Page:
El Niño May Increase Coastal Flood Risk in California
A new report released Wednesday by the National Oceanic and Atmospheric Administration predicts coastal cities in California could experience more days of coastal flooding this winter because of the developing El Niño weather pattern.
El Niño occurs during a periodic warming of waters in the equatorial Pacific Ocean. This causes the jet stream to shift, altering where major storms strike the United States.
The El Niño currently developing appears to be one of the strongest ever recorded, based on the degree of temperature change in the ocean. Many media outlets have mistakenly reported that this will end California’s drought, because the state will see more storms as a result.
In reality, the result will hinge on where those storms strike the state, which can’t be predicted. Even so, communities throughout the state are busily preparing for a stormy winter — so busy that some roofers and tree trimmers have reportedly stopped accepting new jobs.
The new NOAA study looks at historical coastal flooding patterns that occur during El Niño conditions as a result of storm surge and tidal fluctuations. The study adds in the effects of climate change and sea-level rise to predict how often coastal cities will see so-called “nuisance” flooding, or conditions that inconvenience the public.
The study looks at locations nationwide, and only two places in California are included: San Francisco and La Jolla. The results show that San Francisco could see 21 days of coastal flooding this winter. That’s nine more days, or a 75 percent increase, thanks to El Niño. Lo Jolla in the San Diego area could see 10 days of coastal flooding, a 67 percent increase.
“We know that nuisance flooding is happening more often because of rising sea levels, but it is important to recognize that weather and ocean patterns brought on by El Niño can compound this trend,” William Sweet, the NOAA scientist who led the study, said in a statement.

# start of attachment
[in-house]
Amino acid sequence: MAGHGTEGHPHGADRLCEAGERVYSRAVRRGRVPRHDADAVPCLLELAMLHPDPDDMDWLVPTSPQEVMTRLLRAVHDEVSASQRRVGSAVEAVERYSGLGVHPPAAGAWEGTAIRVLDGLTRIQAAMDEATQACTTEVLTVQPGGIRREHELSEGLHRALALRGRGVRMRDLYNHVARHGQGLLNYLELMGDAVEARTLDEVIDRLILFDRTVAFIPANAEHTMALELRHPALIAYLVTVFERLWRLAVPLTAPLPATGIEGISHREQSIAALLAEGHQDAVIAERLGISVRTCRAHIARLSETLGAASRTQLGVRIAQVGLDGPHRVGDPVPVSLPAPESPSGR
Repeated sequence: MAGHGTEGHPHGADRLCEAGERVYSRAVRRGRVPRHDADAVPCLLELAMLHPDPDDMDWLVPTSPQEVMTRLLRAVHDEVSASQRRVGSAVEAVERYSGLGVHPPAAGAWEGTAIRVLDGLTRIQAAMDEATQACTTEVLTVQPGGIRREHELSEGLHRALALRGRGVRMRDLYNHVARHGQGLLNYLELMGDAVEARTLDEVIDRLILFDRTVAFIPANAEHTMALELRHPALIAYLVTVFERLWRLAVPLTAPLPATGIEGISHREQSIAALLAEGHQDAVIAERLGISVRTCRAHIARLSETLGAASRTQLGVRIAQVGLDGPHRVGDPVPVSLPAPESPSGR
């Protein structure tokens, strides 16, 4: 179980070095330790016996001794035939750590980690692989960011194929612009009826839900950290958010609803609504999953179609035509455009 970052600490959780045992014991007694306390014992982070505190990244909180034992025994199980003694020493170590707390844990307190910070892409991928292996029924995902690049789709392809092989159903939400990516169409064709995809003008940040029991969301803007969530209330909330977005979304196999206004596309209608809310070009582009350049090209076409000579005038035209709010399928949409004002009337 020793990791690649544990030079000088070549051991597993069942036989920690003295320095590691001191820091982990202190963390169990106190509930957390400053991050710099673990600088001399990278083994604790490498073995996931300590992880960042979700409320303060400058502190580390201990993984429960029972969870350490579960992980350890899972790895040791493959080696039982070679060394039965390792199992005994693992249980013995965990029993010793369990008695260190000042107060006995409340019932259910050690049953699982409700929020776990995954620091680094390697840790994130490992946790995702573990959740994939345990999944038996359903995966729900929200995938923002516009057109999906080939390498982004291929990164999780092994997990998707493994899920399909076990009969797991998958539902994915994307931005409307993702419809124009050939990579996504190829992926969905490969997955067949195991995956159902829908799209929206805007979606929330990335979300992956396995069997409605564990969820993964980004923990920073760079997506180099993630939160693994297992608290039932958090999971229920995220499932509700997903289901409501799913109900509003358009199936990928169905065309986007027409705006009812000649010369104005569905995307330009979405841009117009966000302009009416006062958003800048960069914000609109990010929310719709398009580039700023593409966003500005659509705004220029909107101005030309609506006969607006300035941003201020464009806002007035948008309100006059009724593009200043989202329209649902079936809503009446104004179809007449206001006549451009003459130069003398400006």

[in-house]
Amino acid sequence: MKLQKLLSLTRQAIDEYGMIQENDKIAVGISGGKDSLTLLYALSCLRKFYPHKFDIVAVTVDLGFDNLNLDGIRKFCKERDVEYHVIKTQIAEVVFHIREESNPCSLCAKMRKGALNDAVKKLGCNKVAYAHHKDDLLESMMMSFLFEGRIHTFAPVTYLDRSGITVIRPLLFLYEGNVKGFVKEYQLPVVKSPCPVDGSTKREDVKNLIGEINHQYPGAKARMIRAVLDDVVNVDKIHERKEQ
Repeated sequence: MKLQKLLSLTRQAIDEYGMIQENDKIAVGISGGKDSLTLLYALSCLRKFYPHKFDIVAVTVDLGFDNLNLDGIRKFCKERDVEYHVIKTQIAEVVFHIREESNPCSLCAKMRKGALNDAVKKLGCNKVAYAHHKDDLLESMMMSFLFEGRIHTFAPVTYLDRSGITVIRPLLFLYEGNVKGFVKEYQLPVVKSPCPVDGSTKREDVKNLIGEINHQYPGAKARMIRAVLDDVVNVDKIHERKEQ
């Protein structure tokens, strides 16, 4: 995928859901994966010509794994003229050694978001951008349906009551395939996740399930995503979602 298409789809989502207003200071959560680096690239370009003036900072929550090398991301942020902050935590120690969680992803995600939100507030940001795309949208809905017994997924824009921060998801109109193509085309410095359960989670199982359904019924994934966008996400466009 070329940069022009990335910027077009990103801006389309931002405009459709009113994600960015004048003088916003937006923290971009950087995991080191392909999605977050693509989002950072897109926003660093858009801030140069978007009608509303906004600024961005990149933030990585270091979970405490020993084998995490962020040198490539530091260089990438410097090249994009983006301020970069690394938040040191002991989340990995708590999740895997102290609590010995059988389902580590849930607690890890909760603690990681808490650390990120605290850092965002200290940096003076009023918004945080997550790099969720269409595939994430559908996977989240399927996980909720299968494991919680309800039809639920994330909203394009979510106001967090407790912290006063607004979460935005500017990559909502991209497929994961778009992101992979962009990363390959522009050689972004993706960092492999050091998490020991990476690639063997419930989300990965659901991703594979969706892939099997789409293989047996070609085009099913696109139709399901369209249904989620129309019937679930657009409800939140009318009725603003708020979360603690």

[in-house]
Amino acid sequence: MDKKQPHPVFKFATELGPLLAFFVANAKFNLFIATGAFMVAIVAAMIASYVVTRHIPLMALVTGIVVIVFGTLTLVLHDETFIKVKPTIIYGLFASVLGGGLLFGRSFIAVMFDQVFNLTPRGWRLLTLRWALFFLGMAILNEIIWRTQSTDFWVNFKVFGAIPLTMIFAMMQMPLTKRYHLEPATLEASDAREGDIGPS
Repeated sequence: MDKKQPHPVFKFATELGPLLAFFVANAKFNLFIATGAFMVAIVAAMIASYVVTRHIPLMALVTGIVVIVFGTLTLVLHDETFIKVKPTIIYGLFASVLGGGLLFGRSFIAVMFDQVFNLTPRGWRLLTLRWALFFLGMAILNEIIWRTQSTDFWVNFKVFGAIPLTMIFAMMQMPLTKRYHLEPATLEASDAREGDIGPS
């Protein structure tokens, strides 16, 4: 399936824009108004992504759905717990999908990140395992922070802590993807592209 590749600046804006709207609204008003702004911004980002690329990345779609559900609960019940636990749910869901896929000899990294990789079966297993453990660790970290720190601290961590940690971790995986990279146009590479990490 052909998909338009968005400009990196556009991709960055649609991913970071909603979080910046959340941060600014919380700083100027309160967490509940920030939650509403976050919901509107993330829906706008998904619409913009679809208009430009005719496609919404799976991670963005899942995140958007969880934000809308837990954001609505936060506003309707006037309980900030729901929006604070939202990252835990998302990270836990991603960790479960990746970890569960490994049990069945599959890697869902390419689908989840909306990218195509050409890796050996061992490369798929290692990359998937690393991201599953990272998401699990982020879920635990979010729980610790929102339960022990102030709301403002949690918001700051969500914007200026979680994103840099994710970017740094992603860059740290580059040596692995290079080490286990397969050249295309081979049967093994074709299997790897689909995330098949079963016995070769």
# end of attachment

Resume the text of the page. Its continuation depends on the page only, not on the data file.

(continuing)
On Thursday, NOAA released an updated El Niño forecast that reiterates the weather phenomenon will be “strong” this coming winter. In response, California’s state climatologist Michael Anderson released a statement urging people not to expect any water supply miracles from El Nino.
“Current El Niño conditions cannot tell us how many storms may cross California this coming winter or how much rain and snow will fall in our state,” Anderson said.
Low Flows: Documenting the Drought’s Effect on Streams
The U.S. Geological Survey is in the midst of a study to document stream conditions across the West to understand how severe drought affects the environment.
“This year’s warmer, drier weather provides a preview of how future droughts may impact water resources in the study area,” said Chris Konrad, USGS hydrologist and study project chief. “The goal is to provide information to resource managers to help understand differences in how streams respond to drought and plan for future drought impacts throughout the region.”
The team is collecting stream flow and temperature data from some 500 streams across six states, including California. Scientists will then compare those data with measurements from previous years to answer several water-management questions, such as which streams are most vulnerable, and whether 2015 can serve as a model for future climate change conditions. The data will be compiled and analyzed for a report expected in late 2016.
“The streamflow data will be important for future drought planning and resource management decisions throughout the western United States,” said Rich Ferrero, USGS Northwest Regional Director.
Celebrating a “Drought-Proof” Marijuana Crop
Marijuana growers and their fans will gather in Humboldt County on Saturday for the “Golden Tarp Awards,” an event that celebrates so-called “light dep” marijuana.
Light dep stands for “light deprivation.” Farmers use tarps to cover their marijuana plants to trick the crop into thinking that fall has arrived early. This causes the plants to produce their treasured buds earlier and in a more potent form.
The benefits are not only a better product but also lower water consumption. Because the plants peak earlier than they would without the tarps, the bud harvest can begin earlier and several weeks of additional irrigation are not necessary.
The process avoids water takings during peak drought season in the late summer and fall.
“It allows you to work when water levels are highest,” Kevin Jodrey, founder of the Golden Tarp Awards, told the San Francisco Chronicle.
Top photo: Cyclists cross a flooded path in Marin County during a high tide in December 2014. A new study by the National Oceanic and Atmospheric Administration says California coastal areas could see more conditions like this in the upcoming winter, in part because of a strong El Niño that is forecasted. (Jef Poskanzer, California King Tides Photo Initiative)